What We Know About the New Coronavirus Variant in South Africa
(Bloomberg) -- A new variant of the coronavirus that causes Covid-19 -- called B.1.1.529 -- has been identified in South Africa, with officials there saying it’s highly concerning. Fears that a new strain could fuel outbreaks in many countries and pressure health systems, potentially evading vaccines and complicating efforts to reopen economies and borders sent a wave of risk aversion across global markets Friday. Governments around the world have started issuing bans on travelers from South Africa and nearby countries.
Here’s what we know so far:
1. What’s different about this variant?
Scientists say B.1.1.529 carries a high number of mutations in its spike protein, which plays a key role in the virus’ entry into cells in the body. It’s also what is targeted by vaccines. Researchers are still trying to determine whether it is more transmissible or more lethal than previous strains.
2. Where did it come from?
There’s only speculation so far. One scientist at the UCL Genetics Institute in London said it likely evolved during a chronic infection of an immuno-compromised person, possibly in an untreated HIV/AIDS patient. South Africa has 8.2 million people infected with HIV, the most in the world. The beta variant, a mutation identified last year in South Africa, also may have come from an HIV-infected person.
3. How widespread is it?
As of Thursday there were almost 100 cases detected in South Africa, where it’s become the dominant strain among new infections. Early PCR test results showed that 90% of 1,100 new cases reported Wednesday in the South African province that includes Johannesburg were caused by the new variant, according to Tulio de Oliveira, a bio-informatics professor who runs gene-sequencing institutions at two South African universities. In neighboring Botswana, officials recorded four cases on Monday in people who were fully vaccinated. In Hong Kong, a traveler from South Africa was found to have the variant, and another case was identified in a person quarantined in a hotel room across the hall. Israel has also identified one case in a man who recently traveled to Malawi.
4. How have markets responded?
News of the new variant roiled financial markets Friday as stocks, treasury yields and oil sank -- with travel-related stocks among the biggest decliners. The yen, typically seen as a safe haven asset, rose 0.6% against the dollar, while the South African rand slid to a one-year low. Equities in the U.S., which will resume trading after the Thanksgiving holiday, are set to open lower, with December contracts on the S&P 500 Index slumping 1.7%, the most since September. European stocks dropped the most since July.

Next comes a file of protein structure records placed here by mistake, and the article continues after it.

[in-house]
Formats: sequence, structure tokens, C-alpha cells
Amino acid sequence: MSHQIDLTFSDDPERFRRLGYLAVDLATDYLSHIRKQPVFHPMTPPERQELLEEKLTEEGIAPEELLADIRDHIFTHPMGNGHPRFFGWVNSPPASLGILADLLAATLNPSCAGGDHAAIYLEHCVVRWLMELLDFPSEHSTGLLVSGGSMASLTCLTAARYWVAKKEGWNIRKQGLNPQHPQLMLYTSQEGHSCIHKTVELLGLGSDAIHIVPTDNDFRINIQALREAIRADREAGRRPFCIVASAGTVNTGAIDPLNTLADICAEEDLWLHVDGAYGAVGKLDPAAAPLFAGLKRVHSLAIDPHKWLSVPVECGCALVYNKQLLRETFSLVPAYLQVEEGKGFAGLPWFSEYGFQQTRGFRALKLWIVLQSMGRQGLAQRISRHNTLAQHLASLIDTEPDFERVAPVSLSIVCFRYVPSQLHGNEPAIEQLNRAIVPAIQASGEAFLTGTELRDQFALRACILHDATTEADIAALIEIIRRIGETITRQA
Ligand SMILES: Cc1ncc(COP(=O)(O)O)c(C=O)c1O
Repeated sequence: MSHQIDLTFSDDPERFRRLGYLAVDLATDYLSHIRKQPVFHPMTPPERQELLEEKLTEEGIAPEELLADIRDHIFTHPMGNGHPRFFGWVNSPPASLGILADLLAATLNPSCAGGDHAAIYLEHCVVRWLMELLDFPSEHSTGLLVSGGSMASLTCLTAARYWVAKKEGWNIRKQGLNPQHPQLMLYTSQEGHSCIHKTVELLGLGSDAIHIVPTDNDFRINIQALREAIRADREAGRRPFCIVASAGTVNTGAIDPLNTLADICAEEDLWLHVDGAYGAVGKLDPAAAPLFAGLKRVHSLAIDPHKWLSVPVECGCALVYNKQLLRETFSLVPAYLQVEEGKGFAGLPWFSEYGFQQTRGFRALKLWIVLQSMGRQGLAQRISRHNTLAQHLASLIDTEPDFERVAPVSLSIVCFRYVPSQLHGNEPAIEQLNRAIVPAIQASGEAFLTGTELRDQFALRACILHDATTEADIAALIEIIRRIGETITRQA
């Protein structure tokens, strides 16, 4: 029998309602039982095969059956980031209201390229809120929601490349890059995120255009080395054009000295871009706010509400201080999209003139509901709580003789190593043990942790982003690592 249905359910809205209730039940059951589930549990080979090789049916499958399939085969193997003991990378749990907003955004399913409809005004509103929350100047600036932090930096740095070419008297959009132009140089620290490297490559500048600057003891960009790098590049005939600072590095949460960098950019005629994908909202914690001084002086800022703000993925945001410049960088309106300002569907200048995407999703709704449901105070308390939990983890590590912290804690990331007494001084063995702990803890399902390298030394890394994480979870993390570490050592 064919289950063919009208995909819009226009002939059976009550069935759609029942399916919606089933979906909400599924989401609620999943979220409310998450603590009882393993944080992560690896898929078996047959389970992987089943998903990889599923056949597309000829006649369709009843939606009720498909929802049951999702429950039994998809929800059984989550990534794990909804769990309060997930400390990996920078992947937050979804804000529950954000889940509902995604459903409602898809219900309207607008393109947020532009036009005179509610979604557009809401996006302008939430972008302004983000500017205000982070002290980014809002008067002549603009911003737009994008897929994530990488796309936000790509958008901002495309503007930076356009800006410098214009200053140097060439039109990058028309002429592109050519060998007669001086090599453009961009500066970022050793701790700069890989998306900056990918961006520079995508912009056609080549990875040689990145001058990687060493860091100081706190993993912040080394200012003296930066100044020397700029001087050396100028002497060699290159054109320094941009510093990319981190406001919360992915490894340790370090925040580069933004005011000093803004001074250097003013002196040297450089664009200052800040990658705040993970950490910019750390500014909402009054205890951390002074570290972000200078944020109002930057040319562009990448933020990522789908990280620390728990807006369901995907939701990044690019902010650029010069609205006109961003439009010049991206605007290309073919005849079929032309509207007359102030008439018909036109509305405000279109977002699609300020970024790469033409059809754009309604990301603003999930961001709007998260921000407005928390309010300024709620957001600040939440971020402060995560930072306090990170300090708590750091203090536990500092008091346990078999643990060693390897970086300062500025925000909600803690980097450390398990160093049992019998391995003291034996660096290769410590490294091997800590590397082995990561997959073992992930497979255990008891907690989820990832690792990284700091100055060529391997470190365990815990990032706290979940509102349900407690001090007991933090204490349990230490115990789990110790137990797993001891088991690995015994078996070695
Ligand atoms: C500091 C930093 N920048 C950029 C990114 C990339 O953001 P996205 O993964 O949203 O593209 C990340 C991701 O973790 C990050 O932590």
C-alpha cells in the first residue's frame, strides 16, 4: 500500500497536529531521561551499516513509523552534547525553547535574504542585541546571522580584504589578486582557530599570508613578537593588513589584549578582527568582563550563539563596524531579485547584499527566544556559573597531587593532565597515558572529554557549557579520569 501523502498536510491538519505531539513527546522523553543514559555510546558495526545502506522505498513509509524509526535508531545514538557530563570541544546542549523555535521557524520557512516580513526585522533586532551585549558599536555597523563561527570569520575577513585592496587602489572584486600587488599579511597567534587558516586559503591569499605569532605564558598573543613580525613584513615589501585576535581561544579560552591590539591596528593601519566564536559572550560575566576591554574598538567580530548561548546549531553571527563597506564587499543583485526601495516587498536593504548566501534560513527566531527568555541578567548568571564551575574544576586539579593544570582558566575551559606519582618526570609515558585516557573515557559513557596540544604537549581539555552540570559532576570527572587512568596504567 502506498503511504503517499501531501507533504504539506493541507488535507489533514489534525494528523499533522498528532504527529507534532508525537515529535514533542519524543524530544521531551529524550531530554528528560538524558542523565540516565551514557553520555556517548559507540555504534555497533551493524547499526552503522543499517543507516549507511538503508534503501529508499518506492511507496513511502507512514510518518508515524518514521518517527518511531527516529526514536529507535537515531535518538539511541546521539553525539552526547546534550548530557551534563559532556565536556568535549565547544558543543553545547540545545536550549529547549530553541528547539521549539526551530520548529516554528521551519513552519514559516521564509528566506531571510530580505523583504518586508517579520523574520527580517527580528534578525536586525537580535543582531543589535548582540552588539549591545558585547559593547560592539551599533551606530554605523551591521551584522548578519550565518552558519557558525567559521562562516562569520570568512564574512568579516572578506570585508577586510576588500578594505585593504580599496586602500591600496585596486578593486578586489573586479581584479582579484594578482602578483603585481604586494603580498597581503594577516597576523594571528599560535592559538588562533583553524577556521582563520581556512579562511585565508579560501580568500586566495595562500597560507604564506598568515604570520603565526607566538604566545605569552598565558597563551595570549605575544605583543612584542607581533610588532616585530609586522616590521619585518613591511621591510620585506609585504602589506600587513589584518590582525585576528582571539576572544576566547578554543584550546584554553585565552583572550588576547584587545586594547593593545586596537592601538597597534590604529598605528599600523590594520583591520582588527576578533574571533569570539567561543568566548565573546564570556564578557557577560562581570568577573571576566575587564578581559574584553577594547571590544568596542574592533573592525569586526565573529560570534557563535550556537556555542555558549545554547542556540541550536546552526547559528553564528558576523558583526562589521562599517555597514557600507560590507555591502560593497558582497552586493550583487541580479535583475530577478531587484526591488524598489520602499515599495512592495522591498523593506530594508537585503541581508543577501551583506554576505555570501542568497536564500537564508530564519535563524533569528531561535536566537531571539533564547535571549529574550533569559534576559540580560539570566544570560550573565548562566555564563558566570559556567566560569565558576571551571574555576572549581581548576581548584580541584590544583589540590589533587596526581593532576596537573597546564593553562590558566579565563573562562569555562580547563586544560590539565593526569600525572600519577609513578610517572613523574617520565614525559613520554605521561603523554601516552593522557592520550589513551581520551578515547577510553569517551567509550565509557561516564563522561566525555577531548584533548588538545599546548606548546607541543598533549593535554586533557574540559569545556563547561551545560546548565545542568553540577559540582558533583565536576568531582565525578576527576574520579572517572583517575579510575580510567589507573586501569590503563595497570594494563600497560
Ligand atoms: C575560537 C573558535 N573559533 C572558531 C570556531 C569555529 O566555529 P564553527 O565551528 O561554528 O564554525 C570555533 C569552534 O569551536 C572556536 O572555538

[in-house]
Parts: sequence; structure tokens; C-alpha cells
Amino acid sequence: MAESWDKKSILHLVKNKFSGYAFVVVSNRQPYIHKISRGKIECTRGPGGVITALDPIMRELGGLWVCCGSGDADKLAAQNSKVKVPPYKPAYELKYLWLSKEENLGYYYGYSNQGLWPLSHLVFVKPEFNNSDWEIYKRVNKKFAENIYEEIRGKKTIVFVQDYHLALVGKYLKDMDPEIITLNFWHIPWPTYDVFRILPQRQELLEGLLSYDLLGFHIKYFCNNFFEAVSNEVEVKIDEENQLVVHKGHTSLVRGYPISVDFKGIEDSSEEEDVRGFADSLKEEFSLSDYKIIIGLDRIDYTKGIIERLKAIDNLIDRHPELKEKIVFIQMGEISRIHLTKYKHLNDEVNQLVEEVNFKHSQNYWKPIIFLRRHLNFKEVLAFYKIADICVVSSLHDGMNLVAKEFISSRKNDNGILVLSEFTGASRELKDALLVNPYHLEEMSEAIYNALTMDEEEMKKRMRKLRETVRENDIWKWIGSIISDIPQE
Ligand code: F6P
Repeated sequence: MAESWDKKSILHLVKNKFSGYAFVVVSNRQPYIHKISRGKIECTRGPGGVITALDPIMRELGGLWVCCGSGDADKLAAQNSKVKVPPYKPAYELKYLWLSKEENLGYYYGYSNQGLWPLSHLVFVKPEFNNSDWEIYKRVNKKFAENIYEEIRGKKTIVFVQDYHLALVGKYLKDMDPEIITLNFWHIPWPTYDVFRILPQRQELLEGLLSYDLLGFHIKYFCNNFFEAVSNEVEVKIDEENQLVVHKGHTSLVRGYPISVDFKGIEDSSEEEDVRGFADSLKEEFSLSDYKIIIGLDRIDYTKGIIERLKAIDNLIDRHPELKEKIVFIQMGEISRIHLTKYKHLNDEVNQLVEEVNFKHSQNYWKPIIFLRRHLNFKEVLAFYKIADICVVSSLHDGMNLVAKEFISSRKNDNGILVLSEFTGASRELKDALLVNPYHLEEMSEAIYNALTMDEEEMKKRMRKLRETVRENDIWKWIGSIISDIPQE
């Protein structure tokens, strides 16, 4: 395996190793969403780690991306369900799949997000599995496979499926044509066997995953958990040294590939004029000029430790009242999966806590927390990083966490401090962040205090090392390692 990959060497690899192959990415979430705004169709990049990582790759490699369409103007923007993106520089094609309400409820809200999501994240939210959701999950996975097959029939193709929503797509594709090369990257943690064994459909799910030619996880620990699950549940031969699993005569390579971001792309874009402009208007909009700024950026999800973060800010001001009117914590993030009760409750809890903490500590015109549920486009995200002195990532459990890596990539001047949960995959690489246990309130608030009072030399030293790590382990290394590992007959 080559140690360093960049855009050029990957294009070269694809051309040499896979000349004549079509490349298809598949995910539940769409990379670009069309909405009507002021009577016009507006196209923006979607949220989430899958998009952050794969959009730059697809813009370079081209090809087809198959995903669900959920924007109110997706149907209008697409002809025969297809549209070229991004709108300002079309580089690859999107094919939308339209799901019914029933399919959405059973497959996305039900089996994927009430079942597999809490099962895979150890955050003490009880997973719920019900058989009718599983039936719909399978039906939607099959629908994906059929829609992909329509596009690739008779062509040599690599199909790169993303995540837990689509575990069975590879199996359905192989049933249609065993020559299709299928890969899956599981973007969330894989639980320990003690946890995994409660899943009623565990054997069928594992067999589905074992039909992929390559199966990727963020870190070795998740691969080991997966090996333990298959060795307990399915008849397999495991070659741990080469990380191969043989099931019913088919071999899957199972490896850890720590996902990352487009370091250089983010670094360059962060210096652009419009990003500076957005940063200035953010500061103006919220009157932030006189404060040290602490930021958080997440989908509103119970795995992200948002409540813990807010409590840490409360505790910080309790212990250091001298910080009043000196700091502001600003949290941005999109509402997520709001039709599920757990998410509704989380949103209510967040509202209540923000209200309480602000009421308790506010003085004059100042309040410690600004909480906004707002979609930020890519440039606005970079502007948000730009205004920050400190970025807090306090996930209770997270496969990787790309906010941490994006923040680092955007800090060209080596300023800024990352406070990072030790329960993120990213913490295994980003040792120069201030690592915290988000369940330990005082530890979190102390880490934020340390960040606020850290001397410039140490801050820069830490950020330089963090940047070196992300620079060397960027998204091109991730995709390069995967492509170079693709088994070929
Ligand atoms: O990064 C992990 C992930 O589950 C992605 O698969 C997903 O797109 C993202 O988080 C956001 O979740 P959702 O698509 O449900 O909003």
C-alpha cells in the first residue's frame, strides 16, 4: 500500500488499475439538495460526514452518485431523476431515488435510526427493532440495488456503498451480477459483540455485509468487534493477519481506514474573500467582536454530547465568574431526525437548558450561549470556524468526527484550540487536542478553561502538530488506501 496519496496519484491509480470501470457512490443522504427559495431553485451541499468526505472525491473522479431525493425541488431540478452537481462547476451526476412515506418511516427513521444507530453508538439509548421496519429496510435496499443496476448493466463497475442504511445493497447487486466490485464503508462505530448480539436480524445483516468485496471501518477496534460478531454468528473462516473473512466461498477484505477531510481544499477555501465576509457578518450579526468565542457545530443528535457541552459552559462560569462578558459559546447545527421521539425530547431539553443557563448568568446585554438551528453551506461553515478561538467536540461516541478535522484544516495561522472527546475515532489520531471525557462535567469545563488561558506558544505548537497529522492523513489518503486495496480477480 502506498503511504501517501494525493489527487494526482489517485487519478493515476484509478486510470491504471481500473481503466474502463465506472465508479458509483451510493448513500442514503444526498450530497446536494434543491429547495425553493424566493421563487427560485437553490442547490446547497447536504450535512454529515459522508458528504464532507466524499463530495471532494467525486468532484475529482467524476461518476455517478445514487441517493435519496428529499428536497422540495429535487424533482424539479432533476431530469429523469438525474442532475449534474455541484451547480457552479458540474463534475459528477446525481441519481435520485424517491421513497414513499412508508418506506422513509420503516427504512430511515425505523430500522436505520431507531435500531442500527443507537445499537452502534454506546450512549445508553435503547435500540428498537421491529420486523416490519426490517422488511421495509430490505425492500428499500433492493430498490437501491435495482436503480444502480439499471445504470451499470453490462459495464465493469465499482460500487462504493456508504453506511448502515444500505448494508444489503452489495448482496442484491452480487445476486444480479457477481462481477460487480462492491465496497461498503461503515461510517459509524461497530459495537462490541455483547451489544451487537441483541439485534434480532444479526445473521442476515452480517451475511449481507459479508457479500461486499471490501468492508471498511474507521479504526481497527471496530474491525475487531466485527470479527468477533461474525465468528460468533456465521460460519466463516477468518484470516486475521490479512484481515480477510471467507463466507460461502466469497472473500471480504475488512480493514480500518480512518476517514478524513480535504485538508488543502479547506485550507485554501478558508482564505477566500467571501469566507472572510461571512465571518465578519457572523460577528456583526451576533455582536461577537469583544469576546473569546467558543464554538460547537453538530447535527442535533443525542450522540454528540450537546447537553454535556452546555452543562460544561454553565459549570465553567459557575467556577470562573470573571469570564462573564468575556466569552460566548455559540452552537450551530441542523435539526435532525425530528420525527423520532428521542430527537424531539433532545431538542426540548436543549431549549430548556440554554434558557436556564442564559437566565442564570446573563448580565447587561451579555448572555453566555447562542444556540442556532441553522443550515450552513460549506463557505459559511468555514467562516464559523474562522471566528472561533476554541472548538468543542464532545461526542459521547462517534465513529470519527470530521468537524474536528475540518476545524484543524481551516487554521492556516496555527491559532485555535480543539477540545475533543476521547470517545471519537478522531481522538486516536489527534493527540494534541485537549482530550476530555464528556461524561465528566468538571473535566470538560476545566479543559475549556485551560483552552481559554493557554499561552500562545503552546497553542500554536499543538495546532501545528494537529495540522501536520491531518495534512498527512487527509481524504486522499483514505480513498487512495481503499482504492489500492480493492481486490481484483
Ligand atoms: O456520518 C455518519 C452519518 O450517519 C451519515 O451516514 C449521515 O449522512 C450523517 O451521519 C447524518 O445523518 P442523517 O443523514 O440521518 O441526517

5. How are other countries responding?
The U.K. issued a temporary ban on flights from six African countries, and others followed suit. Singapore is restricting entry for people who have been in South Africa and nearby nations within the last 14 days, while the European Union proposed halting air travel from southern Africa. Australia said it wouldn’t rule out tightening border rules for travelers from southern Africa if the situation escalates, while India stepped up screening of incoming travelers from South Africa, Botswana and Hong Kong.
6. How worrisome is this variant?
It’s too early to say. The World Health Organization said there are fewer than 100 whole genomic sequences of the new strain available, which could add to the time it takes to study how it compares to previous strains and its impact on Covid therapies and vaccines. Viruses mutate all the time, with the changes sometimes making the virus weaker or sometimes making it more adept at evading antibodies and infecting humans.
7. What should we look out for next?
The WHO has called a meeting on Friday to discuss B.1.1.529 and decide if it will be officially designated a variant of interest or concern. If it does, it will receive a Greek letter name under the WHO naming scheme, likely the letter “nu.” More details on how infectious and lethal the variant is should also come as researchers continue to look into data around B.1.1.529.
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